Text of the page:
The federal attorney representing the Tlingit slave owner was a Virginian and former Confederate officer. He argued that Alaska was Indian country, where the U.S. Constitution didn't apply to internal tribal matters.

Judge Lafayette Dawson disagreed. Later federal court rulings would refute him, but that didn't matter: more than two decades after Abraham Lincoln's death, Dawson formally outlawed slavery in Alaska.

Taylor was right, in a way, that it took U.S. justice to free Alaska's Indians. The important gloss on history added by Wickersham's story was to replace a symbol of defiant chiefs with a symbol of grateful Natives.

Today the weathered totem, with Lincoln's top hat worn away, stands in the Alaska State Museum in Juneau. The exhibit describes it as the First White Man totem, essentially adopting the version told by Paul. The curator of collections, Steve Henrikson, acknowledges that the unpaid debt over slavery is an equally plausible explanation.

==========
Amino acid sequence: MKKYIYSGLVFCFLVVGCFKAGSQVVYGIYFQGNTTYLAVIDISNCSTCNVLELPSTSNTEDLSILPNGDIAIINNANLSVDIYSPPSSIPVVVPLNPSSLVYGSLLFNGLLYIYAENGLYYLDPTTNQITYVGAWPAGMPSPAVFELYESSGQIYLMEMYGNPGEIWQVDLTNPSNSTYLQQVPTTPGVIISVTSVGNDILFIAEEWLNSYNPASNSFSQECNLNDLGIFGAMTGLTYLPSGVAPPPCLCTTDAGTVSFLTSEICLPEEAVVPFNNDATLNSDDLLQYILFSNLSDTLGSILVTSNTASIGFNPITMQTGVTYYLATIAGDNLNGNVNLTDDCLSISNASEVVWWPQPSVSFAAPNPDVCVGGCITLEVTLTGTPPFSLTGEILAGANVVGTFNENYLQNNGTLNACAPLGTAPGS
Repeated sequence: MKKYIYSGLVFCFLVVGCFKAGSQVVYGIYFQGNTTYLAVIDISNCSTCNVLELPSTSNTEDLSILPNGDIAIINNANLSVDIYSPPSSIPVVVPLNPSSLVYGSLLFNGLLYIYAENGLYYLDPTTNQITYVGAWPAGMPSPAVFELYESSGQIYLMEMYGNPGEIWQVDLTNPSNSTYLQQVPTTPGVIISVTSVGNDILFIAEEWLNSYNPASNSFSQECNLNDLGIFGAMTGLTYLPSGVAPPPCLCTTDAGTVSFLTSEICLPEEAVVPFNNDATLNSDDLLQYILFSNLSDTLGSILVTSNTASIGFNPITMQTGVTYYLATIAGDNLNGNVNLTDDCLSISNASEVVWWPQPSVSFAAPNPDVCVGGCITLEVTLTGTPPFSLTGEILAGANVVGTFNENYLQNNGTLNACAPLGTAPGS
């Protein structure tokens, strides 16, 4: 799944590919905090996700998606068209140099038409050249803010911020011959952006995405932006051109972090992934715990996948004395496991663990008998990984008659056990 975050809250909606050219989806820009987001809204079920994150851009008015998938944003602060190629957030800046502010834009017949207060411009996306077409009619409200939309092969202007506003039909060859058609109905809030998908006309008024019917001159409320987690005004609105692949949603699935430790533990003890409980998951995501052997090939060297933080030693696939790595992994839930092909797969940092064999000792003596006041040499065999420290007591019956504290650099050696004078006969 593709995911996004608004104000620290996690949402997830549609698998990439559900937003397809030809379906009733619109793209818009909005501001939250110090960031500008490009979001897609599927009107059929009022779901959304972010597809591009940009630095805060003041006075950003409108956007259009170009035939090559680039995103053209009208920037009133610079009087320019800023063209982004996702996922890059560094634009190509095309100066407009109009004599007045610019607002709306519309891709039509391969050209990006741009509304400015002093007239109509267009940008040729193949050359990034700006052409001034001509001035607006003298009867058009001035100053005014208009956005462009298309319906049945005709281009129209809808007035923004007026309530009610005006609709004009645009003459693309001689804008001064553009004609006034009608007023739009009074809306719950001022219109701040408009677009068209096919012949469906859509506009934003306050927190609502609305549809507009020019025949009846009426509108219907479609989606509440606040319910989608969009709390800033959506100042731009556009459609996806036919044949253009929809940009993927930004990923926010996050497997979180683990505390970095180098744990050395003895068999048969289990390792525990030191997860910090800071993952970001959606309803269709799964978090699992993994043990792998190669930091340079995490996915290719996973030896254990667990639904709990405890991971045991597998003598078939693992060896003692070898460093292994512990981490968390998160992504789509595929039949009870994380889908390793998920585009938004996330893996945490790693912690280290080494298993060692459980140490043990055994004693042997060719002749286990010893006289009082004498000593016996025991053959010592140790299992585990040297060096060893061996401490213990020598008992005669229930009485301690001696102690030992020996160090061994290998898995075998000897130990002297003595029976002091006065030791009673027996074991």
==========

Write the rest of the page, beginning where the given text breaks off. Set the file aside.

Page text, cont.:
''To go back to the original meaning, it's always best to go with the word of the people responsible for its creation,'' Henrikson said.

But Henrikson, like Paul, says the story of Lincoln the Emancipator has proved impossible to stamp out.

''That someone would think this honors the white man -- it's a classic case of things having different meanings to different cultures. White people were so sure they were treating Native people right,'' Henrikson said. ''It's exactly the arrogance on the part of Caucasian people that allowed this story to be perpetuated to the present day.''

Arrogance? I didn't know anything about this story before I saw the totem pole, and frankly, I think the whole issue of Indian slavery is being covered up -- regardless of whether the pole is a shame pole or a pole of gratitude.